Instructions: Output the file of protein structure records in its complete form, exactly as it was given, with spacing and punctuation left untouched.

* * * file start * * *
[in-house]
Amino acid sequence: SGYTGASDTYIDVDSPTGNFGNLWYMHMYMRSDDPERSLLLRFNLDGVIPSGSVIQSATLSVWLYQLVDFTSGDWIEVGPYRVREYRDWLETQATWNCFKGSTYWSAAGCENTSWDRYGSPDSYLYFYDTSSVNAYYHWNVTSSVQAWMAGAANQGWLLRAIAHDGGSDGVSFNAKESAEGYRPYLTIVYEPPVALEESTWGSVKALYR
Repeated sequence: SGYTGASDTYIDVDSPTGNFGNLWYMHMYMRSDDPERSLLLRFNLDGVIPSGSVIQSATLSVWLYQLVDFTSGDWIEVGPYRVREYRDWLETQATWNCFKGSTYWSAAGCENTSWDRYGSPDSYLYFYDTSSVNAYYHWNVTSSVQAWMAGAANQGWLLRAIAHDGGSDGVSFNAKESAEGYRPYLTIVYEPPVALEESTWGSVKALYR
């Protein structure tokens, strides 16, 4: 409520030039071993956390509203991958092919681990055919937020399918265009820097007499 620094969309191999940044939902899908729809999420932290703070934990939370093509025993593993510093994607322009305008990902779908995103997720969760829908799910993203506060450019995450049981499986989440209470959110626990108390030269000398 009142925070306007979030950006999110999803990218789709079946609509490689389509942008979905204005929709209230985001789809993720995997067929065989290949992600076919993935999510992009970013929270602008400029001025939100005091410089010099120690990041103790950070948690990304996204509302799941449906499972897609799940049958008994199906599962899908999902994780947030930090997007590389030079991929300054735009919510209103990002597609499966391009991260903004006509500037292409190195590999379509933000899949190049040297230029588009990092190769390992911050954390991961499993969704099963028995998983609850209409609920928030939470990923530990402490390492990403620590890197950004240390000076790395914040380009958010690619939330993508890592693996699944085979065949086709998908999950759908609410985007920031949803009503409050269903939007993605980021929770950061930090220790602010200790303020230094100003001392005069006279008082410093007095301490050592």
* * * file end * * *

[in-house]
Amino acid sequence: SGYTGASDTYIDVDSPTGNFGNLWYMHMYMRSDDPERSLLLRFNLDGVIPSGSVIQSATLSVWLYQLVDFTSGDWIEVGPYRVREYRDWLETQATWNCFKGSTYWSAAGCENTSWDRYGSPDSYLYFYDTSSVNAYYHWNVTSSVQAWMAGAANQGWLLRAIAHDGGSDGVSFNAKESAEGYRPYLTIVYEPPVALEESTWGSVKALYR
Repeated sequence: SGYTGASDTYIDVDSPTGNFGNLWYMHMYMRSDDPERSLLLRFNLDGVIPSGSVIQSATLSVWLYQLVDFTSGDWIEVGPYRVREYRDWLETQATWNCFKGSTYWSAAGCENTSWDRYGSPDSYLYFYDTSSVNAYYHWNVTSSVQAWMAGAANQGWLLRAIAHDGGSDGVSFNAKESAEGYRPYLTIVYEPPVALEESTWGSVKALYR
């Protein structure tokens, strides 16, 4: 409520030039071993956390509203991958092919681990055919937020399918265009820097007499 620094969309191999940044939902899908729809999420932290703070934990939370093509025993593993510093994607322009305008990902779908995103997720969760829908799910993203506060450019995450049981499986989440209470959110626990108390030269000398 009142925070306007979030950006999110999803990218789709079946609509490689389509942008979905204005929709209230985001789809993720995997067929065989290949992600076919993935999510992009970013929270602008400029001025939100005091410089010099120690990041103790950070948690990304996204509302799941449906499972897609799940049958008994199906599962899908999902994780947030930090997007590389030079991929300054735009919510209103990002597609499966391009991260903004006509500037292409190195590999379509933000899949190049040297230029588009990092190769390992911050954390991961499993969704099963028995998983609850209409609920928030939470990923530990402490390492990403620590890197950004240390000076790395914040380009958010690619939330993508890592693996699944085979065949086709998908999950759908609410985007920031949803009503409050269903939007993605980021929770950061930090220790602010200790303020230094100003001392005069006279008082410093007095301490050592």